Several environmental substances (synthetic or natural) are able to impact endocrine function (endocrine disrupting chemicals, EDCs) and, therefore, they may have long-term consequences, especially if exposure occurs during embryonic development. Most of EDCs are agonists or antagonists of androgen or estrogen receptors, therefore they may interfere with brain and behavior sexual differentiation. We present here data collected in our laboratory on two widely used animal models: the mouse and the Japanese quail. In the quail, we investigated the effect of several EDCs [diethylstilbestrol (DES), genistein or ethylene,1,1-dichloro-2,2-bisp-chlorophenyl (DDE)] administered in eggs on the diff erentiation of male sexual behavior and of the parvocellular sexually dimorphic vasotocin system. In the mouse we investigated the eff ects of perinatal exposure to bisphenol A (BPA) or genistein on the sexual diff erentiation of NO producing system and of the kisspeptin system. We investigated also the organizational eff ects of these EDCs on sexual, social, and explorative behaviors. Our data suggest that precocious exposure to EDCs through maternal administration (in mice) or in egg deposition (in quail) may permanently alter some sexually dimorphic circuits and influence in a gender-oriented way some behaviors. In particular, the timing of exposure to EDCs is a critical factor, such that the eff ects of a particular EDC will vary over the lifecycle of the animal as well as across species and phyla. Therefore, exposure to the estrogenic chemicals during embryonic development has consequences beyond impaired function of the reproductive axis. This makes it very challenging to evaluate the short and long-term effects of EDCs. These compounds are therefore, in addition to gonadal steroids and neurosteroids, a third player within the nervous system for its development and differentiation. The evolutionary implications of having them in the normal food supply for certain human populations (i.e. phytoestrogen derivatives from soy), as well as for wild and farm animals should stimulate a wide discussion about their beneficial or adverse role.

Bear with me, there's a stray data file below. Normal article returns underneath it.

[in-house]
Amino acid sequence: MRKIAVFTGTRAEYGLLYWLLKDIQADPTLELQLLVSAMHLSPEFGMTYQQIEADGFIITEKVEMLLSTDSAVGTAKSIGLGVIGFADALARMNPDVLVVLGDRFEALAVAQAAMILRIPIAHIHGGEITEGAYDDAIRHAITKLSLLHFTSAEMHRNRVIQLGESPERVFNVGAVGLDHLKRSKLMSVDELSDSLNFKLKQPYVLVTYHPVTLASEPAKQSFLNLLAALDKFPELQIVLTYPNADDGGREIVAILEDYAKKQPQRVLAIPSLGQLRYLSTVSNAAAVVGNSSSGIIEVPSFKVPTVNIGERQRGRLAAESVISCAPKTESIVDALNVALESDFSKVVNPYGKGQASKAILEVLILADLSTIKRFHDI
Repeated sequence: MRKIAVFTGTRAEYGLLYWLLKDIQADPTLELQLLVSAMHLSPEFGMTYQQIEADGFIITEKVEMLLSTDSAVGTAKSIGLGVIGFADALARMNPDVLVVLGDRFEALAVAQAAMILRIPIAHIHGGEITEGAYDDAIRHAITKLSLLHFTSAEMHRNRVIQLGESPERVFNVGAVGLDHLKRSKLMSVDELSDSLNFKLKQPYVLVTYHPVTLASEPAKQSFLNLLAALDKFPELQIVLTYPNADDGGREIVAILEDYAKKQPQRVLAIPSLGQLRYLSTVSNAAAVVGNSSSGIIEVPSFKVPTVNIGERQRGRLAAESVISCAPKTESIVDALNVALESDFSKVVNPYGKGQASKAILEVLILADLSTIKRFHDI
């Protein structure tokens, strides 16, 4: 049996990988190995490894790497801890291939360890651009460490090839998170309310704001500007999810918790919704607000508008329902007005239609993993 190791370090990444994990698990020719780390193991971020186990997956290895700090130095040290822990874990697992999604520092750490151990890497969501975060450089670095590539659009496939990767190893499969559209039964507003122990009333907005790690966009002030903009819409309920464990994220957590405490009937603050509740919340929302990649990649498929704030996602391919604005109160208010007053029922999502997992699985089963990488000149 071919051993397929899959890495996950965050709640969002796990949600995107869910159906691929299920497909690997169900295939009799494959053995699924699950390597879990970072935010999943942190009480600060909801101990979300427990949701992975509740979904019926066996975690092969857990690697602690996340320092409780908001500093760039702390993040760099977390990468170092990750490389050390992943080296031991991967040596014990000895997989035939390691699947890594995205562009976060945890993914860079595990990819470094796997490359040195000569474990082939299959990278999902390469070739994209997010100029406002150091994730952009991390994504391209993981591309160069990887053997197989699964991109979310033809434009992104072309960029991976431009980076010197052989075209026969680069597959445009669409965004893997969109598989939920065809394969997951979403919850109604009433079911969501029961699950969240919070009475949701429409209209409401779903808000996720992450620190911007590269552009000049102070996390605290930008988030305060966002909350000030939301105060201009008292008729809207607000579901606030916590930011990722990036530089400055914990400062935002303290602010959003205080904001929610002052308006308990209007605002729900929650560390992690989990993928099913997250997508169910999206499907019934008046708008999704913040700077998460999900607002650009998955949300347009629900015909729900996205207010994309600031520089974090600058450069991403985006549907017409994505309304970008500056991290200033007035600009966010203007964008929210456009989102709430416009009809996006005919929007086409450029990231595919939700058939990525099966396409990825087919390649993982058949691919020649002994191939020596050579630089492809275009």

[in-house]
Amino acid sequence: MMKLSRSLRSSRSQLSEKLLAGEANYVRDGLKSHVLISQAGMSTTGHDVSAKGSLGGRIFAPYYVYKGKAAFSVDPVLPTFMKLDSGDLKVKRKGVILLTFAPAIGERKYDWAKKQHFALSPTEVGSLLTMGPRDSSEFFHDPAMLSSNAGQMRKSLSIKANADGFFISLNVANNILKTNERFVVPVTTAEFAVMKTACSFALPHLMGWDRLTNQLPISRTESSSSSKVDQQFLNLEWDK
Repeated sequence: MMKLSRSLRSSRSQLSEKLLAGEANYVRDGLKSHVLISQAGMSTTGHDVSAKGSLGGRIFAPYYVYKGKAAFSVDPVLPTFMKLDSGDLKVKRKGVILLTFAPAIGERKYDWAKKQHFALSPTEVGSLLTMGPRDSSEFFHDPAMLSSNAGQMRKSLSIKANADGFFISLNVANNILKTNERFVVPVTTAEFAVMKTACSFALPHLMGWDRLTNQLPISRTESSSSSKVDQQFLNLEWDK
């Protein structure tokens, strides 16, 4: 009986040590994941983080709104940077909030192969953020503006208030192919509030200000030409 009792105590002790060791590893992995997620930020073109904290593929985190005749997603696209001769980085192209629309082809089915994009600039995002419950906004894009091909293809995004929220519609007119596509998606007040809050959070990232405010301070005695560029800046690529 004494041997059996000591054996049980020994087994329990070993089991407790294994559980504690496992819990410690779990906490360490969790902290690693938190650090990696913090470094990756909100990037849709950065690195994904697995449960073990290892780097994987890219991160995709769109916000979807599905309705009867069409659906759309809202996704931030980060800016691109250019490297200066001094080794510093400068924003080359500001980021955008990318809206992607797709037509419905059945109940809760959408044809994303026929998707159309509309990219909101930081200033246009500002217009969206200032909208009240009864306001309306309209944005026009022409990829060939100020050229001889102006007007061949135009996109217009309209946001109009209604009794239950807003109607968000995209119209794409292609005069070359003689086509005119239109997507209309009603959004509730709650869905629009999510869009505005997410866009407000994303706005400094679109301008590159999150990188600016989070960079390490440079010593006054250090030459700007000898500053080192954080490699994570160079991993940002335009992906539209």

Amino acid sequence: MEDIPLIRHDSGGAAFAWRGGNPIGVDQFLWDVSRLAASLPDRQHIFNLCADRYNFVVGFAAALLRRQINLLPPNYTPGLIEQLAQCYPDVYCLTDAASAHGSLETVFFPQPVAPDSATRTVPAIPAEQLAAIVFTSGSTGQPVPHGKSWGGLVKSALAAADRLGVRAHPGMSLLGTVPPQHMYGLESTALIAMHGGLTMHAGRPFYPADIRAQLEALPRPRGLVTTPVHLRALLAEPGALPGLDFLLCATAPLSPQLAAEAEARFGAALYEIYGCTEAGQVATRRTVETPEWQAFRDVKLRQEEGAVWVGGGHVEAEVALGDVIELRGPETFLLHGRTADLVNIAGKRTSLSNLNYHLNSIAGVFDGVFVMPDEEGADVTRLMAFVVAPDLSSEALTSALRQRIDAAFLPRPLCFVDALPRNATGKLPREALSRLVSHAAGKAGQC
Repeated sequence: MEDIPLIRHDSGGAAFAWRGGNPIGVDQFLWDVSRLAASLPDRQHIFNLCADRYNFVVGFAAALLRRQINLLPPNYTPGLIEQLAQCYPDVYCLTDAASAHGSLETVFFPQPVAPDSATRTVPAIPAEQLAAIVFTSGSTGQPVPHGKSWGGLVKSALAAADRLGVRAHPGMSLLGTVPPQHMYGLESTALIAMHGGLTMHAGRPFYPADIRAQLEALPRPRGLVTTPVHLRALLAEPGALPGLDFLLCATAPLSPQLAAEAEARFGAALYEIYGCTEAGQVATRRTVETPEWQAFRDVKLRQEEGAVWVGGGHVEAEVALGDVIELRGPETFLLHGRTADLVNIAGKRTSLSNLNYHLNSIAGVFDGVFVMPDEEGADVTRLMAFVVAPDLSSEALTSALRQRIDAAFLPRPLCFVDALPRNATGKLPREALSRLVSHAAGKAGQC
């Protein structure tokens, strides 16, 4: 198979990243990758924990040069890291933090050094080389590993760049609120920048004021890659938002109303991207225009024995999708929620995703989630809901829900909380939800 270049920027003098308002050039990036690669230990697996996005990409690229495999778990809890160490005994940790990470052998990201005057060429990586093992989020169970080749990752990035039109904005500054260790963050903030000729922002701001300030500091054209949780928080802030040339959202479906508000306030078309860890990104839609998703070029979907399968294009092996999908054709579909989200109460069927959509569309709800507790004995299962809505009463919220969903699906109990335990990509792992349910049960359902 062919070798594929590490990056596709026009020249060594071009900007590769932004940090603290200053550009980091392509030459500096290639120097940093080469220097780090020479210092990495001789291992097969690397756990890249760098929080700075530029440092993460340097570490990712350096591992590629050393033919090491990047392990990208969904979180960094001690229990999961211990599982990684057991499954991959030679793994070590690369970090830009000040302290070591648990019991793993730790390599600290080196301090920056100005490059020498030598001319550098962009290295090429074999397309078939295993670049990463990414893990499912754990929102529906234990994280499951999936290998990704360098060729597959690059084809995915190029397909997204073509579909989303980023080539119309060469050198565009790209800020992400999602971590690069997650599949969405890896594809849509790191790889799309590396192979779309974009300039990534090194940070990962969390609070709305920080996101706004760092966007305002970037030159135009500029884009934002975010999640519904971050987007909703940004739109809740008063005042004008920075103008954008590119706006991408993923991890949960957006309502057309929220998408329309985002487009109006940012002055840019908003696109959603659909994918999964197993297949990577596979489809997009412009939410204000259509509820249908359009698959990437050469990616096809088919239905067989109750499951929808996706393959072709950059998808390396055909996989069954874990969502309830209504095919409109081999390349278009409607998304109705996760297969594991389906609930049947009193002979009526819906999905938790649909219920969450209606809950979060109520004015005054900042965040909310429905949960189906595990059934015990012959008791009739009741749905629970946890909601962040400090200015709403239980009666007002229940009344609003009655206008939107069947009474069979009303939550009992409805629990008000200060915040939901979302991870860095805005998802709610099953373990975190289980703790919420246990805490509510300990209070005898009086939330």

Effects of environment on brain sexual differentiation:role of steroids and of endocrine disruptors

PANZICA, Giancarlo;GOTTI, STEFANO
2011

Abstract

Several environmental substances (synthetic or natural) are able to impact endocrine function (endocrine disrupting chemicals, EDCs) and, therefore, they may have long-term consequences, especially if exposure occurs during embryonic development. Most of EDCs are agonists or antagonists of androgen or estrogen receptors, therefore they may interfere with brain and behavior sexual differentiation. We present here data collected in our laboratory on two widely used animal models: the mouse and the Japanese quail. In the quail, we investigated the effect of several EDCs [diethylstilbestrol (DES), genistein or ethylene,1,1-dichloro-2,2-bisp-chlorophenyl (DDE)] administered in eggs on the diff erentiation of male sexual behavior and of the parvocellular sexually dimorphic vasotocin system. In the mouse we investigated the eff ects of perinatal exposure to bisphenol A (BPA) or genistein on the sexual diff erentiation of NO producing system and of the kisspeptin system. We investigated also the organizational eff ects of these EDCs on sexual, social, and explorative behaviors. Our data suggest that precocious exposure to EDCs through maternal administration (in mice) or in egg deposition (in quail) may permanently alter some sexually dimorphic circuits and influence in a gender-oriented way some behaviors. In particular, the timing of exposure to EDCs is a critical factor, such that the eff ects of a particular EDC will vary over the lifecycle of the animal as well as across species and phyla. Therefore, exposure to the estrogenic chemicals during embryonic development has consequences beyond impaired function of the reproductive axis. This makes it very challenging to evaluate the short and long-term effects of EDCs. These compounds are therefore, in addition to gonadal steroids and neurosteroids, a third player within the nervous system for its development and differentiation. The evolutionary implications of having them in the normal food supply for certain human populations (i.e. phytoestrogen derivatives from soy), as well as for wild and farm animals should stimulate a wide discussion about their beneficial or adverse role.
Congresso Italiano di Anatomia e Istologia
Padova
settembre 2011
116, n.1
138
138
bisphenol A; genistein; DDE; vasotocin; nNOS; kisspeptin
GianCarlo Panzica; Stefano Gotti
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Utilizza questo identificativo per citare o creare un link a questo documento: http://hdl.handle.net/2318/101181
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